This data visualization displays the 2600 locations of open studies in Multiple Sclerosis and Neuromyelitis Optica Syndrome Disorder around the world as of May 30th 2016.
This data visualization presents the connections among the 335 authors who published clinical research articles in the scientific literature concerning neuromyelitis optica (NMO) between January 1995 and November 2015.
Multiple sclerosis is the most common autoimmune disease affecting the central nervous system. As of 2013, about 2.5 million people are affected globally with rates varying widely in different regions of the world and among different populations. This map displays information on the epidemiology of MS around the world.
This data visualization presents a network map of the collaborations among the 1253 authors of 263 research papers that reported results of clinical trials in progressive forms of multiple sclerosis between January 1983 and September 2015.
This visualization illustrates the most common terms used in scientific studies describing multiple sclerosis clinical trials between 1993 and 2014.
This interactive timeline presents the key milestones for the clinical development of all 12 compounds currently approved in the US or Europe for treating MS.
This interactive bubble chart presents key features of 142 ongoing clinical trials in MS
Understanding and analyzing the design of past clinical trials is a key factor in planning future trials. This visualization details the design of 88 clinical trials with magnetic resonance imaging (MRI) reports published between 1993 and 2014. It makes it easy to see which of five key measurements were reported in each trial and when during the course of that trial those measurements were made.
This series of radar plots details the baseline characteristics of patients in 74 clinical trials reported between 1993 and 2014 on relapsing-remitting MS and clinically isolated syndrome.
If you follow research on multiple sclerosis, you’ve seen one of those awful slides showing the complex immune pathways involved in MS, overloaded with arrows, shapes, and text. Those slides are often projected at the beginning of the talk, sometimes very quickly and sometimes in very small type, specifically to make the point that the immunopathogenesis is so complex that there’s no point even in attempting to follow all the details. The speaker will often make a joke about how bewildering it all is, and the audience often laughs. Though the immunopathogenesis of MS is knotty, it is not beyond the ken of mere mortals. In this video Dr. Suhayl Dhib-Jalbut takes us step by step through those pathways, illuminating details that may formerly have been obscure.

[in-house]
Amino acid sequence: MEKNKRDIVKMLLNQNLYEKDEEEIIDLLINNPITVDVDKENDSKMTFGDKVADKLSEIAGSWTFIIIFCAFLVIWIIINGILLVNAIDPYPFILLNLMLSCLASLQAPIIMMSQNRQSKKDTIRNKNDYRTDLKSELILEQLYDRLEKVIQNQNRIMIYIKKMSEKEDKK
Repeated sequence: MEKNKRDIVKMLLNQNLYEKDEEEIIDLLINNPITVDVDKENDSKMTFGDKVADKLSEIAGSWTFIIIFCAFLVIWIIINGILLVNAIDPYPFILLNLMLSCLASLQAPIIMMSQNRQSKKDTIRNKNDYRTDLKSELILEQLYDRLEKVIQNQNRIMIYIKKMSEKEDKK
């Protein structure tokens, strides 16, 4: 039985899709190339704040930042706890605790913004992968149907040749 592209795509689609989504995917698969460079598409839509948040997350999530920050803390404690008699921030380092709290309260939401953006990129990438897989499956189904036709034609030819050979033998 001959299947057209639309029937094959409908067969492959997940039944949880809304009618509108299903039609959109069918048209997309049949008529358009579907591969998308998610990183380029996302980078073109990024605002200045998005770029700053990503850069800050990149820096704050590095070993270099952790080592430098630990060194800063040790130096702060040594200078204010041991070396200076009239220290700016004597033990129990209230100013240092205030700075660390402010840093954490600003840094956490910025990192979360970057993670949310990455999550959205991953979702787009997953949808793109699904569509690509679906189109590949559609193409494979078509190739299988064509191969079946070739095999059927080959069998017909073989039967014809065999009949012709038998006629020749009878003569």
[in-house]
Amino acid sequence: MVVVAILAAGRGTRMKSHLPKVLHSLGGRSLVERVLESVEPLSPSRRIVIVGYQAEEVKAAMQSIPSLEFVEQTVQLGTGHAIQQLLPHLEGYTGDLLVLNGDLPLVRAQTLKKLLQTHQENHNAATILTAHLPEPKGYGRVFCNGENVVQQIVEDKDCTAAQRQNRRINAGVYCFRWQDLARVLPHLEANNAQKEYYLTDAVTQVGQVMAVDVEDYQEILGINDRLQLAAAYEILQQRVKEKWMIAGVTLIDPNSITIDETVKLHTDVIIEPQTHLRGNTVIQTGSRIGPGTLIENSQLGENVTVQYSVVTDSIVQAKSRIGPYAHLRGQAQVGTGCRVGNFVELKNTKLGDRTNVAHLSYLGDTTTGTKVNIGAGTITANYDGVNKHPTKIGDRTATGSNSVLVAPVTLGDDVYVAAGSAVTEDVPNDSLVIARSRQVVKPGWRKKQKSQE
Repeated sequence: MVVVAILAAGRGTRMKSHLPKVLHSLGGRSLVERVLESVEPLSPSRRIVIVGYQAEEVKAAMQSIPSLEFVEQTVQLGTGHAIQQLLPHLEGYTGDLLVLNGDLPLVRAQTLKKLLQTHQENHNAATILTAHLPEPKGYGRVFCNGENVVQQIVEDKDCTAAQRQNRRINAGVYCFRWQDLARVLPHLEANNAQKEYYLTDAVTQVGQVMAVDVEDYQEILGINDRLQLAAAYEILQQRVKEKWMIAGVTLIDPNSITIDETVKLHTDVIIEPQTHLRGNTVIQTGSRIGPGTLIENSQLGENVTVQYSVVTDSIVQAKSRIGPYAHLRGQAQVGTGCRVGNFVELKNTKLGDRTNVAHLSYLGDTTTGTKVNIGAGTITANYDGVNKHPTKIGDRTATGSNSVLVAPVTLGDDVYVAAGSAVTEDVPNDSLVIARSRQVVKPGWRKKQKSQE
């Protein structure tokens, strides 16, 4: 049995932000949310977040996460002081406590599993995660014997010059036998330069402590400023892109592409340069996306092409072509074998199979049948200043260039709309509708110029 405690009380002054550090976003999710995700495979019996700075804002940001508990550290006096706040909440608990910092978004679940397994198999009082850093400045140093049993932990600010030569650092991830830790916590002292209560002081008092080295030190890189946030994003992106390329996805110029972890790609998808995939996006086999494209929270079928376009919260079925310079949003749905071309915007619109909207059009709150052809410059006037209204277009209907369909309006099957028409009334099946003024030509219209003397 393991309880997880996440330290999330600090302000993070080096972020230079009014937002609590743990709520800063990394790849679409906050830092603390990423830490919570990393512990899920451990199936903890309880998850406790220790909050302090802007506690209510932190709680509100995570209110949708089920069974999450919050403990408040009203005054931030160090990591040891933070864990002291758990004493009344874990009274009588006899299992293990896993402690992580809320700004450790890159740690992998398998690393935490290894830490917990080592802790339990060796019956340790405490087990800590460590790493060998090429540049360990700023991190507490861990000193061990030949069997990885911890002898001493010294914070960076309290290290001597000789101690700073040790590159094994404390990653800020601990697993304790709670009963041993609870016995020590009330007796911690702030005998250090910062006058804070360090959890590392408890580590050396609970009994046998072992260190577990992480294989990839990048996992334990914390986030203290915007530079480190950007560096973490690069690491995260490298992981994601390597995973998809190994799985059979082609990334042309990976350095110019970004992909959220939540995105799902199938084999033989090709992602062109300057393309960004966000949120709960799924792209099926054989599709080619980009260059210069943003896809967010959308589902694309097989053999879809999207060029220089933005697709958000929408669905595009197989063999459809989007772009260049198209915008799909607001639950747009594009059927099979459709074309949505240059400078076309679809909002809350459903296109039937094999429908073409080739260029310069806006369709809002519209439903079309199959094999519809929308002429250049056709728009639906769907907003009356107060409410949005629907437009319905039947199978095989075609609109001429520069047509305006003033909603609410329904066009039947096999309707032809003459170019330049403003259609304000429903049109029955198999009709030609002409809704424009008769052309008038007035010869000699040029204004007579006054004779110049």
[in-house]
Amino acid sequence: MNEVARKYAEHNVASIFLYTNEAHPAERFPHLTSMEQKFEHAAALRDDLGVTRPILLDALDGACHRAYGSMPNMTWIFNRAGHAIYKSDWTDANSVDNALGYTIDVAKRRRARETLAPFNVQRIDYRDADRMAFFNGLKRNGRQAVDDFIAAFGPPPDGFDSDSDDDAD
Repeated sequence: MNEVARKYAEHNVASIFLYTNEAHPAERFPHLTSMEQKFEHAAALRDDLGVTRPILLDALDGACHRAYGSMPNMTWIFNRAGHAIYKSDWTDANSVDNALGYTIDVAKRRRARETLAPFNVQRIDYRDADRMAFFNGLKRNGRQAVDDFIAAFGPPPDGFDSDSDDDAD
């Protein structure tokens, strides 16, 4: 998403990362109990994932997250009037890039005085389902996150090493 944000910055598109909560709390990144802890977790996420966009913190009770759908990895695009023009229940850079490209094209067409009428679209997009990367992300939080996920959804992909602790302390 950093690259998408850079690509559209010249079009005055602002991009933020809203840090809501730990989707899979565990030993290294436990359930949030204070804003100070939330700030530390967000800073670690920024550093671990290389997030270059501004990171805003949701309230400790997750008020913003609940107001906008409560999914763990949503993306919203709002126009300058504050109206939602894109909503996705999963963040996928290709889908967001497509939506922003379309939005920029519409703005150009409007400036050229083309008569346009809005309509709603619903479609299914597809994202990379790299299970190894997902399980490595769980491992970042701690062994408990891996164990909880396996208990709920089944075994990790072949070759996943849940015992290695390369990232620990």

This Force-Directed Graph presents the connections among the 250 authors who published articles in the scientific literature between April 1993 and June 2014 concerning phase 3 clinical trials in multiple sclerosis.
This visualization demonstrates a mystery related to relapsing remitting multiple sclerosis (RRMS). For some unknown reason, the annualized relapse rates (ARRs) among RRMS patients in the placebo arms of phase 3 trials have decreased substantially over the last two decades. In the 1990s ARRs tended to be above 1.0, but more recently ARRs have been 0.5 and below.
Based on the study “Natural History of MS Symptoms,” by Ilya Kister, et al., which appeared in the International Journal of MS Care, this visualization shows how the symptoms of multiple sclerosis change over the course of a lifetime. The study included self-reported data from 25,728 patients in the NARCOMS Registry. This visualization translates the static graphics contained in the study into a dynamic and interactive bar chart. You may switch between "Multiple" and "Stacked" views, explore the different symptoms with a drop-down menu, and mouse over the bars to discover individual values.
This data visualization makes it easy to zoom in on peer reviewed articles or clinical trial listings describing phase 2, phase 3, and phase 4 (post marketing) clinical trials with a randomized, double-blind control in multiple sclerosis. Included in this "tree map" are pointers to every article and Clinicaltrials.gov listing meeting the above criteria referenced in our Drug Development Pipeline as of June 1, 2014. The published articles describe the major results of 108 clinical trials involving 53,316 patients.
This interactive bubble chart presents key features of the 106 clinical trials in MS that have been reported between 1985 and April 2014 in the scientific literature (New England Journal of Medicine, Lancet, Lancet Neurology, Neurology, etc). The cumulative number of patients who have been involved in these trials i.e. who have contributed to therapeutic breakthroughs in MS, is 44606.
This series of MS data visualizations is supported in part by a generous grant from Sanofi Genzyme. The content remains the sole responsibility of the Multiple Sclerosis Discovery Forum, an independent, non-profit, news organization.